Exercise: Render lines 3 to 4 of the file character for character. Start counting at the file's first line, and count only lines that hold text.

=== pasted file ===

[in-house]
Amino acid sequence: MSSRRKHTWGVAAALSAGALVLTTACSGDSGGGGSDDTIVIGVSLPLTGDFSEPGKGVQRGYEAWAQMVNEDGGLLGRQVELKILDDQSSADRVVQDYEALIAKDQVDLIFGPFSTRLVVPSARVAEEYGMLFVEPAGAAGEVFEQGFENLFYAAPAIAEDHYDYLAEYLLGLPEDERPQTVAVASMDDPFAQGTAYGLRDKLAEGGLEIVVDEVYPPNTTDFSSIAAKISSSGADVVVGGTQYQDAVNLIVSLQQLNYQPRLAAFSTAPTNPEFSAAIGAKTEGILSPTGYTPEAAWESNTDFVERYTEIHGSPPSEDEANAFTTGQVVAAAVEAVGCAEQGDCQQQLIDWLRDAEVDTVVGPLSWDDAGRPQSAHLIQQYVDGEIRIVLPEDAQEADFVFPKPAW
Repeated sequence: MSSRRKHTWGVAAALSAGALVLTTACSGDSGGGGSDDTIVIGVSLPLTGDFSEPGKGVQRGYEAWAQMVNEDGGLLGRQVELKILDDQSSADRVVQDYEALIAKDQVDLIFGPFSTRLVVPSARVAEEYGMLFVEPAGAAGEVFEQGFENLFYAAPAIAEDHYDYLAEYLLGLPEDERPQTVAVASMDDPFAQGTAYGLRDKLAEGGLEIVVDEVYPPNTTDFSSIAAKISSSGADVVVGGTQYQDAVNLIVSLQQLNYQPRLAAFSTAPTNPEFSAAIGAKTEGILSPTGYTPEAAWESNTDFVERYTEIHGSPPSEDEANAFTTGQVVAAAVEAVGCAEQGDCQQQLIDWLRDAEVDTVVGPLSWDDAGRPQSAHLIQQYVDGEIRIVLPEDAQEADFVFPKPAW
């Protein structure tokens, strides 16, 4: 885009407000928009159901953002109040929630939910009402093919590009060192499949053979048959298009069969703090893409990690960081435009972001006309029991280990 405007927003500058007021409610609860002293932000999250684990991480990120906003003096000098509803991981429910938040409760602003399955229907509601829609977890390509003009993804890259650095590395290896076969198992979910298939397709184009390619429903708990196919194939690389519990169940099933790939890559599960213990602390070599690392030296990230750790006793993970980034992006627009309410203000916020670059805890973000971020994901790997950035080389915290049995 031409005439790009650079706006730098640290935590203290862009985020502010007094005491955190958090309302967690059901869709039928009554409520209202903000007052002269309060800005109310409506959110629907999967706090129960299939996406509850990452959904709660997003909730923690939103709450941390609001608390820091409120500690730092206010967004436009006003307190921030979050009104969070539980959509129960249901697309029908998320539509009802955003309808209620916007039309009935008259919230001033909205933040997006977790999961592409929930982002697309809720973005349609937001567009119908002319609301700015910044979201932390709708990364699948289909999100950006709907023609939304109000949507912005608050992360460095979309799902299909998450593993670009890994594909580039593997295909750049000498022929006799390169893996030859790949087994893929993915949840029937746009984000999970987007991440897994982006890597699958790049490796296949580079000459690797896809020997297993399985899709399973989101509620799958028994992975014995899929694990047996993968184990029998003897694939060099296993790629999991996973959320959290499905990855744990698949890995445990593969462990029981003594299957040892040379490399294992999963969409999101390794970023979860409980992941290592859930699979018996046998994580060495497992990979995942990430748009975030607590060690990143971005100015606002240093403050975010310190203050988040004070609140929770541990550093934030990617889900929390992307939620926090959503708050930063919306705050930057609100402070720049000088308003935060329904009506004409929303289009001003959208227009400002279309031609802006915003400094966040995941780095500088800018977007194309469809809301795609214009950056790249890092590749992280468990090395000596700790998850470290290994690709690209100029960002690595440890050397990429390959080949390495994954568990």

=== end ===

Repeated sequence: MSSRRKHTWGVAAALSAGALVLTTACSGDSGGGGSDDTIVIGVSLPLTGDFSEPGKGVQRGYEAWAQMVNEDGGLLGRQVELKILDDQSSADRVVQDYEALIAKDQVDLIFGPFSTRLVVPSARVAEEYGMLFVEPAGAAGEVFEQGFENLFYAAPAIAEDHYDYLAEYLLGLPEDERPQTVAVASMDDPFAQGTAYGLRDKLAEGGLEIVVDEVYPPNTTDFSSIAAKISSSGADVVVGGTQYQDAVNLIVSLQQLNYQPRLAAFSTAPTNPEFSAAIGAKTEGILSPTGYTPEAAWESNTDFVERYTEIHGSPPSEDEANAFTTGQVVAAAVEAVGCAEQGDCQQQLIDWLRDAEVDTVVGPLSWDDAGRPQSAHLIQQYVDGEIRIVLPEDAQEADFVFPKPAW
């Protein structure tokens, strides 16, 4: 885009407000928009159901953002109040929630939910009402093919590009060192499949053979048959298009069969703090893409990690960081435009972001006309029991280990 405007927003500058007021409610609860002293932000999250684990991480990120906003003096000098509803991981429910938040409760602003399955229907509601829609977890390509003009993804890259650095590395290896076969198992979910298939397709184009390619429903708990196919194939690389519990169940099933790939890559599960213990602390070599690392030296990230750790006793993970980034992006627009309410203000916020670059805890973000971020994901790997950035080389915290049995 031409005439790009650079706006730098640290935590203290862009985020502010007094005491955190958090309302967690059901869709039928009554409520209202903000007052002269309060800005109310409506959110629907999967706090129960299939996406509850990452959904709660997003909730923690939103709450941390609001608390820091409120500690730092206010967004436009006003307190921030979050009104969070539980959509129960249901697309029908998320539509009802955003309808209620916007039309009935008259919230001033909205933040997006977790999961592409929930982002697309809720973005349609937001567009119908002319609301700015910044979201932390709708990364699948289909999100950006709907023609939304109000949507912005608050992360460095979309799902299909998450593993670009890994594909580039593997295909750049000498022929006799390169893996030859790949087994893929993915949840029937746009984000999970987007991440897994982006890597699958790049490796296949580079000459690797896809020997297993399985899709399973989101509620799958028994992975014995899929694990047996993968184990029998003897694939060099296993790629999991996973959320959290499905990855744990698949890995445990593969462990029981003594299957040892040379490399294992999963969409999101390794970023979860409980992941290592859930699979018996046998994580060495497992990979995942990430748009975030607590060690990143971005100015606002240093403050975010310190203050988040004070609140929770541990550093934030990617889900929390992307939620926090959503708050930063919306705050930057609100402070720049000088308003935060329904009506004409929303289009001003959208227009400002279309031609802006915003400094966040995941780095500088800018977007194309469809809301795609214009950056790249890092590749992280468990090395000596700790998850470290290994690709690209100029960002690595440890050397990429390959080949390495994954568990």